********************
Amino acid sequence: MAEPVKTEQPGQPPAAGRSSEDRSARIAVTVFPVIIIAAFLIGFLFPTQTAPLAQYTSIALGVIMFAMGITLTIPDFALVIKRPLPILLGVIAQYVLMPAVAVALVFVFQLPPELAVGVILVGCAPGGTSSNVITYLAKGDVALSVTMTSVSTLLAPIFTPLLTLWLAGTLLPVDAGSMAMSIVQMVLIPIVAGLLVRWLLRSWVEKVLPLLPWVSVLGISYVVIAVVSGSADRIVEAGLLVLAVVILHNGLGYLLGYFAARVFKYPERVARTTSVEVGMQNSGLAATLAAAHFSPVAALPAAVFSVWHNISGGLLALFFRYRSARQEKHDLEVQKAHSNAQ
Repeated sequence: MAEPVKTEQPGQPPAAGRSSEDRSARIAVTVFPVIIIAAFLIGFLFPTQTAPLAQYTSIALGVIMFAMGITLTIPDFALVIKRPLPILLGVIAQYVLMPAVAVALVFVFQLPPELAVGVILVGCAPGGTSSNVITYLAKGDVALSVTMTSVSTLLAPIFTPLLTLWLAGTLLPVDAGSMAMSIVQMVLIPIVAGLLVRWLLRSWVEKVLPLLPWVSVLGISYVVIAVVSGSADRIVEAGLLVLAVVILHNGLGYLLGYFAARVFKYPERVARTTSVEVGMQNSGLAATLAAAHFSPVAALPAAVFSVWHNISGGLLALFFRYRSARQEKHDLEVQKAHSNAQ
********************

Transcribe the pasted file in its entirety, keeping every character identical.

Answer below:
Amino acid sequence: MAEPVKTEQPGQPPAAGRSSEDRSARIAVTVFPVIIIAAFLIGFLFPTQTAPLAQYTSIALGVIMFAMGITLTIPDFALVIKRPLPILLGVIAQYVLMPAVAVALVFVFQLPPELAVGVILVGCAPGGTSSNVITYLAKGDVALSVTMTSVSTLLAPIFTPLLTLWLAGTLLPVDAGSMAMSIVQMVLIPIVAGLLVRWLLRSWVEKVLPLLPWVSVLGISYVVIAVVSGSADRIVEAGLLVLAVVILHNGLGYLLGYFAARVFKYPERVARTTSVEVGMQNSGLAATLAAAHFSPVAALPAAVFSVWHNISGGLLALFFRYRSARQEKHDLEVQKAHSNAQ
Repeated sequence: MAEPVKTEQPGQPPAAGRSSEDRSARIAVTVFPVIIIAAFLIGFLFPTQTAPLAQYTSIALGVIMFAMGITLTIPDFALVIKRPLPILLGVIAQYVLMPAVAVALVFVFQLPPELAVGVILVGCAPGGTSSNVITYLAKGDVALSVTMTSVSTLLAPIFTPLLTLWLAGTLLPVDAGSMAMSIVQMVLIPIVAGLLVRWLLRSWVEKVLPLLPWVSVLGISYVVIAVVSGSADRIVEAGLLVLAVVILHNGLGYLLGYFAARVFKYPERVARTTSVEVGMQNSGLAATLAAAHFSPVAALPAAVFSVWHNISGGLLALFFRYRSARQEKHDLEVQKAHSNAQ